Is Dolphins camp — which on Sunday felt like the hottest place on Earth — suddenly the cool place to be?
Draymond Green seems to think so.
Green, the Warriors forward who’s equally entertaining and out of control, was a guest at Dolphins headquarters Sunday, watching practice from the sidelines and addressing the team before it ended.
“He had a great message, just as far as guys being able to pick each other up, guys stepping up, especially in tough situations,” Adam Gase said. “Just gave them something to think about, and talked about where they started and where they are right now. Kind of tried to give those guys that thought process -- where we're at right now, that's part of the process and keep fighting and try to do it right.”
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A great message, perhaps, but it was delivered by an unlikely messenger. Green is an NBA and Olympic champion, sure. But he’s also best known for screaming at officials and kicking opponents in privates.
“He argues every call,” said Dolphins corner Tony Lippett, who couldn’t even fathom how much he would owe in fines if he behaved as Green does in a game.
Green, who declined interview requests Sunday, is the second-high profile guest at Dolphins camp in the last couple of months. Ex-Eagles and 49ers coach Chip Kelly caught a practice back in the spring. Wes Welker and Peyton Manning have also been through since Gase took over.
Green has a relationship with Gase, a fellow Michigan State Spartan, and is also a member of the advisory board of Stephen Ross’ RISE outfit, an anti-racism initiative that uses sports to bridge divides.
“I saw him up in New York [over the summer], and he said he was going to be down here for El Clasico,” Gase said. “I asked him if he wanted to [come] to practice, and a couple of days ago, he just texted me and said, 'Would you be all right if I said something to the team at practice?'”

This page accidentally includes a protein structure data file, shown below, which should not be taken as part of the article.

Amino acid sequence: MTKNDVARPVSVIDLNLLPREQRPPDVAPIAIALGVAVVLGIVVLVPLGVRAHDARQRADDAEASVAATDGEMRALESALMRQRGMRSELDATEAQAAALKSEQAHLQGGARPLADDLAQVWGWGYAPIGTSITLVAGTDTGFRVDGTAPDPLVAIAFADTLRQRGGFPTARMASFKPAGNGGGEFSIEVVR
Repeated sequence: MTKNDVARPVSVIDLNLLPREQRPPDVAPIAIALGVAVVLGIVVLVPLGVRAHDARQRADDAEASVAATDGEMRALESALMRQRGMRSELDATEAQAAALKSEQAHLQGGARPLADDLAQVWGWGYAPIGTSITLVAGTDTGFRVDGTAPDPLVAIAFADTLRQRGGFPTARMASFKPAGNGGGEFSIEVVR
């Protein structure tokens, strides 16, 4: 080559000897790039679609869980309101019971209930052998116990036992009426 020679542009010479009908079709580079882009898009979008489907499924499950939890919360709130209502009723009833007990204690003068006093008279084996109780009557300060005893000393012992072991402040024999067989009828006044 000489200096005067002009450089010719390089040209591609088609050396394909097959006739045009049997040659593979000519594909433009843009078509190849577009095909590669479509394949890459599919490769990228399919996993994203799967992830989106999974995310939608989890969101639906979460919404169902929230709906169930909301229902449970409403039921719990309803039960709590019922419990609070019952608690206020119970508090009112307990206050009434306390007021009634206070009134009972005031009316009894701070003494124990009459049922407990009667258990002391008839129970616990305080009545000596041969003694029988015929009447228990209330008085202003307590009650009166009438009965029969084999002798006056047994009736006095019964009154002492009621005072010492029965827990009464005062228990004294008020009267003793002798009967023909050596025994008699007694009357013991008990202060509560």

Gase jumped at the offer.
Green’s Dolphins contacts go beyond simply their head coach. He’s tight with defensive end Andre Branch and he spent two years on campus with Lippett in East Lansing.
In fact, they even shared a field — once.
Green talked Michigan State coaches into letting him dress for the Spartans’ 2011 spring game. The results were hilarious.
The 6-foot-7 Green was on the field for exactly two plays; he committed a false-start penalty on the first and watched a pass sail by on the second.
“He don’t want that work,” Lippett joked, when asked if Green was tempted to put on pads Sunday.
But just as Green knows his limitations, so does tight end Julius Thomas, who played both basketball and football at Portland State.
When asked if he could take Green one-on-one, Thomas responded:
“No. He’s a good player. Unlike most football guys who are like ‘Aw, man I’ll get buckets,’ I’ve been there before, I know how hard it is to get those buckets.”
▪ Cornerback Bobby McCain is “fine” after a suffering a scary knee injury during Sunday’s practice, Gase told reporters.
“I just wanted to pull him out of practice,” Gase added. “... I expect him to be out there tomorrow."
McCain went down in a heap during a one-on-one drill Sunday, stayed down for a while but eventually walked off under his own power. After undergoing a preliminary medical exam, McCain was asked to jog and test his lateral movement on the side.
He did not return to practice, and ultimately left the field under the supervision of a medical staff member. A source said that McCain was scheduled to undergo further exams, presumably an MRI, but that seems to be precautionary.
McCain, who has been the Dolphins’ starting nickel corner all training camp, was replaced by Michael Thomas in the lineup.
Defensive end William Hayes, meanwhile, got a veteran’s day off Sunday.
Mike Pouncey (hip) again warmed up with the team, but did little more. Isaiah Ford (knee), Lamin Barrow (knee) and Storm Johnson (foot) all missed practice.
Safety Reshad Jones remains on the non-football injury list with what has been described as a minor injury.